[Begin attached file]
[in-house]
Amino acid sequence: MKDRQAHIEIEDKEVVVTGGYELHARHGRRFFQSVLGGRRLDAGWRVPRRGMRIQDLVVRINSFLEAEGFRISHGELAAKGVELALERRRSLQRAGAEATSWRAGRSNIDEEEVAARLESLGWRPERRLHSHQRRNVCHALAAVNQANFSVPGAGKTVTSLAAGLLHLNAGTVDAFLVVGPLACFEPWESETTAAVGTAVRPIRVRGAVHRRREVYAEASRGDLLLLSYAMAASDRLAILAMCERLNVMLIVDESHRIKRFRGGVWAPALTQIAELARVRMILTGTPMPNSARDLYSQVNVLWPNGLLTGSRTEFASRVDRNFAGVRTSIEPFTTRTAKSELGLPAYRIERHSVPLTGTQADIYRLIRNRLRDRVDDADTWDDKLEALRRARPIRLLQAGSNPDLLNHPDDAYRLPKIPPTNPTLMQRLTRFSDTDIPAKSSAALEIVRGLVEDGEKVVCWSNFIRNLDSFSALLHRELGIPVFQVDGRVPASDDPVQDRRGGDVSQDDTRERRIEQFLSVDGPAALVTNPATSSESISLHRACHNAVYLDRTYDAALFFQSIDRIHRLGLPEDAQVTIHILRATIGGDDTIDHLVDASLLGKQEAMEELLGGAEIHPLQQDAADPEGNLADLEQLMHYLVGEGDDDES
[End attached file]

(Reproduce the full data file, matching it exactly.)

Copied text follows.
[in-house]
Amino acid sequence: MKDRQAHIEIEDKEVVVTGGYELHARHGRRFFQSVLGGRRLDAGWRVPRRGMRIQDLVVRINSFLEAEGFRISHGELAAKGVELALERRRSLQRAGAEATSWRAGRSNIDEEEVAARLESLGWRPERRLHSHQRRNVCHALAAVNQANFSVPGAGKTVTSLAAGLLHLNAGTVDAFLVVGPLACFEPWESETTAAVGTAVRPIRVRGAVHRRREVYAEASRGDLLLLSYAMAASDRLAILAMCERLNVMLIVDESHRIKRFRGGVWAPALTQIAELARVRMILTGTPMPNSARDLYSQVNVLWPNGLLTGSRTEFASRVDRNFAGVRTSIEPFTTRTAKSELGLPAYRIERHSVPLTGTQADIYRLIRNRLRDRVDDADTWDDKLEALRRARPIRLLQAGSNPDLLNHPDDAYRLPKIPPTNPTLMQRLTRFSDTDIPAKSSAALEIVRGLVEDGEKVVCWSNFIRNLDSFSALLHRELGIPVFQVDGRVPASDDPVQDRRGGDVSQDDTRERRIEQFLSVDGPAALVTNPATSSESISLHRACHNAVYLDRTYDAALFFQSIDRIHRLGLPEDAQVTIHILRATIGGDDTIDHLVDASLLGKQEAMEELLGGAEIHPLQQDAADPEGNLADLEQLMHYLVGEGDDDES